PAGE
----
The most serious internal discussions about auditioning him came last year with the Browns, whose then-coach Mike Pettine knew Rice well from their time together in Baltimore. (There is not a coach I have encountered in this league who worked with Rice that does not rave about his character, work ethic and spirit, and Ravens players, coaches and management were gushing about Rice's recent address to the team's rookie this spring.) Several people within the organization were in favor of it, and it got so far that I heard at the time a locker area was going to be preserved for him to use at the team facility, but ownership scuttled it and it never materialized.
"My agents went back and forth with those guys (the Browns)," Rice said. "I don't want to say it was that close, but my deal is a lot different than other guys. I totally understand that, and I'm not sitting up here pounding my chest saying, 'Yeah, I deserve a second chance.' But I would be grateful if I had the opportunity to go out there and finish this chapter the right way."
Rice is fresh and rehabilitated mentally and physically from his years of grueling runs in the NFL. He hasn't been hit for two years, is back to being able to dunk a basketball and running for greater distances that ever before. He plays basketball and boxes as well to stay in shape. While his last season in the NFL (2013) was a down year for him, often used to discredit his chances of getting another shot at a position in which supply often seems to outpace demand, the reality is the offensive line was miserable, the entire offense stunk that year and Rice was dealing with a significant injury.
"The year I had a down year, I didn't come out of camp out of shape," Rice said. "I got hurt. I was at my playing weight, so whatever was out there is total BS, lies. I tore a muscle off the bone ... I've never showed up to training camp out of shape. You never had to worry about Ray Rice failing a conditioning test. To think that training is going to be a problem, that's not it."
Rice was humbled and buttressed by the Ravens' invitation to speak to their rookies during spring OTA practices, something owner Steve Bisciotti signed off on, and he got a chance to talk to coach John Harbaugh and general manager Ozzie Newsome while he was there as well. He has contemplated perhaps working for an NFL team in an official player development role one day, as the opportunity to help others learn from his mistakes and to urge players to get help for their problems or expand their education base is at the core of Rice's being now.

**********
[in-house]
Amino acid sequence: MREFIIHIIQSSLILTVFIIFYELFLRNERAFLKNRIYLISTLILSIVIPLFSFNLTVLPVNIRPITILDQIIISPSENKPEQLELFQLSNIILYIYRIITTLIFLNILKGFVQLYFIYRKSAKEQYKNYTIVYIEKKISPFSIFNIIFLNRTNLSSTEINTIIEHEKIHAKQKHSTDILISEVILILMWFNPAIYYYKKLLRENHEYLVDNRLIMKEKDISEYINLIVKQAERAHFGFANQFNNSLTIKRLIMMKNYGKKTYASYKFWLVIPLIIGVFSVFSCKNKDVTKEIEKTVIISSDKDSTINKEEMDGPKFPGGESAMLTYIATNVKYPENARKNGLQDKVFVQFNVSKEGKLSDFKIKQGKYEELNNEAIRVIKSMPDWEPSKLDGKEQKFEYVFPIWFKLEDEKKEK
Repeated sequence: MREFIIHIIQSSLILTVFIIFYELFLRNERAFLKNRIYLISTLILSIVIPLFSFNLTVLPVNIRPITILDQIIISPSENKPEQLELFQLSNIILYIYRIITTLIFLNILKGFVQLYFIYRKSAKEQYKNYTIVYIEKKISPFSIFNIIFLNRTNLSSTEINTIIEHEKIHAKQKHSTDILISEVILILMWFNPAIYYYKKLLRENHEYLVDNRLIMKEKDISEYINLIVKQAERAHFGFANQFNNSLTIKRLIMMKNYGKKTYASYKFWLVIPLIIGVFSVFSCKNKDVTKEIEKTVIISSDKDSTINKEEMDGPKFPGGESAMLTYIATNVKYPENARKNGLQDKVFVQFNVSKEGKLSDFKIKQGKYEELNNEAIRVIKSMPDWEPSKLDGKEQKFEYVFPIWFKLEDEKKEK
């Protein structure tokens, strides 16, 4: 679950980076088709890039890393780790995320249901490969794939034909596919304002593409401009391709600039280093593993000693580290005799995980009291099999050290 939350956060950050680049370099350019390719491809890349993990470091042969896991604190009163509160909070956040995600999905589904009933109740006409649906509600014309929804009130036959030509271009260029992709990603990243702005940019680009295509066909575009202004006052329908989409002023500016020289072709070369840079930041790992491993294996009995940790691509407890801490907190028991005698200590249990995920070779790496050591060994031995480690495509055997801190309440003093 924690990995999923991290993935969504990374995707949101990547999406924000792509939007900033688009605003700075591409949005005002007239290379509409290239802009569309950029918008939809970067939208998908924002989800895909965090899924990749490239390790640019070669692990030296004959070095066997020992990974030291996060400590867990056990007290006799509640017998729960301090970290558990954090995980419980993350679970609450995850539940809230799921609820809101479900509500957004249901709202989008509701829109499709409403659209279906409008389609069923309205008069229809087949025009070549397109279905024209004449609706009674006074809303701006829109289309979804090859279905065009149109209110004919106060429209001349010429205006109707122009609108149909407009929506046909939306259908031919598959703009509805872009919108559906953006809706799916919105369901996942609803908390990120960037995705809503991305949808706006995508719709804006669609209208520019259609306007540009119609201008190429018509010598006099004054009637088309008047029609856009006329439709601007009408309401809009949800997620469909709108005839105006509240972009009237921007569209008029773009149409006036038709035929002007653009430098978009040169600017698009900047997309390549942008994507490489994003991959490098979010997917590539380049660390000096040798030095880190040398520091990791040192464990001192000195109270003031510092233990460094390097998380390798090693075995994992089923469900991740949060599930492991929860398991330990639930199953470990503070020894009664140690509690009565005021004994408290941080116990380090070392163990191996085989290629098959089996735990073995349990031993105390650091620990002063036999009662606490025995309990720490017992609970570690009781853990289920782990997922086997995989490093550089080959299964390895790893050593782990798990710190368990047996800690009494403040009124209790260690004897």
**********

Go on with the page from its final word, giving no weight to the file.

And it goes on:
"I have nothing but love for those guys," Rice said of the Ravens' brass. "That was my family; that still is my family. And I think me going back there shows a lot of class by the organization to say -- this is a guy that meant something to us, let's see what he's got to say. And it had nothing to do with football. It had to do with being in the rookies' face and saying, 'This is how it is. I'm going to tell you the good, the bad and ugly.'"
My words don't fully capture the emotion and weight of Rice's delivery, and I'd ask you to hear the man in full, if you truly want to formulate an opinion on his worthiness to get a chance to workout for an NFL team again.
Personally, at a time when people like Greg Hardy try to make excuses or belittle their actions against women, and with the NFL still in the public crosshairs on issues like this -- even though the vast majority of players have no such infractions, to me the NFL and its teams would be foolish not to fully embrace Rice and his message right now. But the men who love him most don't get to make decisions on that level, and it's much easier for owners to hide behind a TMZ video than it is to truly do their homework on this man and his plight.
If nothing else, Rice is a realist. He created this mess. He's trying to clean it up in some capacity, one day at a time, one troubled kid at a time, one speech at a time, one workout at a time, one quiet night at home with his family at a time. Even if his comeback never includes another handoff, his approach to his mistake is laudable, and if he remains on the path he is on he has the capacity to far surpass anything he accomplished on the field in this next, far longer, chapter of his life.
"My daughter is going to grow up knowing her dad made the worst decision of his life," Rice said, "but she will never have to worry, ever, about it happening again, and I will protect my daughter from it. I will teach my son who is on the way that it is never OK to put your hand on a woman no matter what. I will make sure he stands for something. I will tell him my mistakes, because I want my kids to have it better than me. No matter what, my kids have to have it better than me. You take money, you take everything, my kids' life has to be better than mine. And for all the adversity I made it through (as a child) and for the 30 seconds that happened in my life, I'm not proud of it, but I'm more proud of the man I became after that incident, without patting myself on the back ...
"I do understand that we live in a society where public opinion matters, and I know I can't change everyone's opinion, but the few people that run into me, the people that talk to me, I'm not running from it. We can engage in discussions. I will tell you my biggest flaws, and I will tell you my greatest triumphs, and that's what you're going to get. I am an open book. What do you wan to know about me? And that's where I'm at now.
"I think a lot of people go through things in life and they've got to hide from their problems But I don't have to hide anymore, and I feel a kind of freedom that ... Anything I went through -- whether it was my childhood, my domestic violence issue -- I don't have to run from any problems that I have in life anymore. I can kind of handle them, and deal with them, and quite frankly talk to other people to try to help them out."